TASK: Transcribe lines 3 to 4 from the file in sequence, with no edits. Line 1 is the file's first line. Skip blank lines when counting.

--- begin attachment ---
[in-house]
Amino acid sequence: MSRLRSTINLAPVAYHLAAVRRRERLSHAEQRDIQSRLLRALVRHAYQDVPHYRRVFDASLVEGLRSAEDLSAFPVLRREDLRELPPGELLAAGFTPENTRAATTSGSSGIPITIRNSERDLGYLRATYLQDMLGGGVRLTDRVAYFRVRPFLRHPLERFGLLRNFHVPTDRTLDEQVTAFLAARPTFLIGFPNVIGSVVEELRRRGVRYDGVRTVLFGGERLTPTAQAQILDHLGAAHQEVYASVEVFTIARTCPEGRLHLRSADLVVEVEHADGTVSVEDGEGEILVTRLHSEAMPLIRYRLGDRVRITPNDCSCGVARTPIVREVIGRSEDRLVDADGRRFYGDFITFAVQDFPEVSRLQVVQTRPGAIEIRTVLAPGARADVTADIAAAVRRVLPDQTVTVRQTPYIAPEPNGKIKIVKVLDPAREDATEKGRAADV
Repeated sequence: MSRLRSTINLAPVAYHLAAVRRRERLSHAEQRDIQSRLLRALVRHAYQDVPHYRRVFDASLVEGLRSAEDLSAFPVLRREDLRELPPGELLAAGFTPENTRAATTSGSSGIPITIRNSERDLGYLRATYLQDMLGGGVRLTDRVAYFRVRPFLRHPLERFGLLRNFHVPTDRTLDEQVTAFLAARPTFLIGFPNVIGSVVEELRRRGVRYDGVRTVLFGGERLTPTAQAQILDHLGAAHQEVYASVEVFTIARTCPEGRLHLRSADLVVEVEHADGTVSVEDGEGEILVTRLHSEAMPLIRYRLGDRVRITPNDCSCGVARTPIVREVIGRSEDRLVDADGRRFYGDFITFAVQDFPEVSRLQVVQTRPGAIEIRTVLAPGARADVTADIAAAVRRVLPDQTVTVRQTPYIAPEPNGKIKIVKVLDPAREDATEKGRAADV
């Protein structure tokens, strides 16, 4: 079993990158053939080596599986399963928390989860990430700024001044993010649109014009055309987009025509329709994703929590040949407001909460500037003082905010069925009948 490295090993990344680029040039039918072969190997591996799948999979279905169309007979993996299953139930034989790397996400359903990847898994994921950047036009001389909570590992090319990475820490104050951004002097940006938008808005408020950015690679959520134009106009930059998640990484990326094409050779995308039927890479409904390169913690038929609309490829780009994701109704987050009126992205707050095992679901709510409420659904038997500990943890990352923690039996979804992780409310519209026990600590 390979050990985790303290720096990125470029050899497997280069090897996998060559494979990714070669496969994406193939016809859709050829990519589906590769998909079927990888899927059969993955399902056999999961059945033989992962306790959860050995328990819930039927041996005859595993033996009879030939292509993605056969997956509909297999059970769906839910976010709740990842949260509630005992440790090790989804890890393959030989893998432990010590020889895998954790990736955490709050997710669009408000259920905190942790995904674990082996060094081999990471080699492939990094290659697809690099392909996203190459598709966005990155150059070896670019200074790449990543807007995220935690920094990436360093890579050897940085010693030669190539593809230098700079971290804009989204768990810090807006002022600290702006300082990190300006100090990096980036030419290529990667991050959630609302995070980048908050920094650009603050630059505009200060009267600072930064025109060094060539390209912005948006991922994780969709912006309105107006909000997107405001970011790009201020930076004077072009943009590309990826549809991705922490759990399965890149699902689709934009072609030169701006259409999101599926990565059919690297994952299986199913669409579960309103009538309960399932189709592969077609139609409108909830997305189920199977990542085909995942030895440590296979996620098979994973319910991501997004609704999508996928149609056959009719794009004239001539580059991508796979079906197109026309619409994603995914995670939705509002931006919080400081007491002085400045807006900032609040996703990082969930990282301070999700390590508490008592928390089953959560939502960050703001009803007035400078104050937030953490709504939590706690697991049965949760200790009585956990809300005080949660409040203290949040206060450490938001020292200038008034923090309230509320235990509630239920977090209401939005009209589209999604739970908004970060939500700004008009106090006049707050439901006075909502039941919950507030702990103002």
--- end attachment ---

Repeated sequence: MSRLRSTINLAPVAYHLAAVRRRERLSHAEQRDIQSRLLRALVRHAYQDVPHYRRVFDASLVEGLRSAEDLSAFPVLRREDLRELPPGELLAAGFTPENTRAATTSGSSGIPITIRNSERDLGYLRATYLQDMLGGGVRLTDRVAYFRVRPFLRHPLERFGLLRNFHVPTDRTLDEQVTAFLAARPTFLIGFPNVIGSVVEELRRRGVRYDGVRTVLFGGERLTPTAQAQILDHLGAAHQEVYASVEVFTIARTCPEGRLHLRSADLVVEVEHADGTVSVEDGEGEILVTRLHSEAMPLIRYRLGDRVRITPNDCSCGVARTPIVREVIGRSEDRLVDADGRRFYGDFITFAVQDFPEVSRLQVVQTRPGAIEIRTVLAPGARADVTADIAAAVRRVLPDQTVTVRQTPYIAPEPNGKIKIVKVLDPAREDATEKGRAADV
């Protein structure tokens, strides 16, 4: 079993990158053939080596599986399963928390989860990430700024001044993010649109014009055309987009025509329709994703929590040949407001909460500037003082905010069925009948 490295090993990344680029040039039918072969190997591996799948999979279905169309007979993996299953139930034989790397996400359903990847898994994921950047036009001389909570590992090319990475820490104050951004002097940006938008808005408020950015690679959520134009106009930059998640990484990326094409050779995308039927890479409904390169913690038929609309490829780009994701109704987050009126992205707050095992679901709510409420659904038997500990943890990352923690039996979804992780409310519209026990600590 390979050990985790303290720096990125470029050899497997280069090897996998060559494979990714070669496969994406193939016809859709050829990519589906590769998909079927990888899927059969993955399902056999999961059945033989992962306790959860050995328990819930039927041996005859595993033996009879030939292509993605056969997956509909297999059970769906839910976010709740990842949260509630005992440790090790989804890890393959030989893998432990010590020889895998954790990736955490709050997710669009408000259920905190942790995904674990082996060094081999990471080699492939990094290659697809690099392909996203190459598709966005990155150059070896670019200074790449990543807007995220935690920094990436360093890579050897940085010693030669190539593809230098700079971290804009989204768990810090807006002022600290702006300082990190300006100090990096980036030419290529990667991050959630609302995070980048908050920094650009603050630059505009200060009267600072930064025109060094060539390209912005948006991922994780969709912006309105107006909000997107405001970011790009201020930076004077072009943009590309990826549809991705922490759990399965890149699902689709934009072609030169701006259409999101599926990565059919690297994952299986199913669409579960309103009538309960399932189709592969077609139609409108909830997305189920199977990542085909995942030895440590296979996620098979994973319910991501997004609704999508996928149609056959009719794009004239001539580059991508796979079906197109026309619409994603995914995670939705509002931006919080400081007491002085400045807006900032609040996703990082969930990282301070999700390590508490008592928390089953959560939502960050703001009803007035400078104050937030953490709504939590706690697991049965949760200790009585956990809300005080949660409040203290949040206060450490938001020292200038008034923090309230509320235990509630239920977090209401939005009209589209999604739970908004970060939500700004008009106090006049707050439901006075909502039941919950507030702990103002």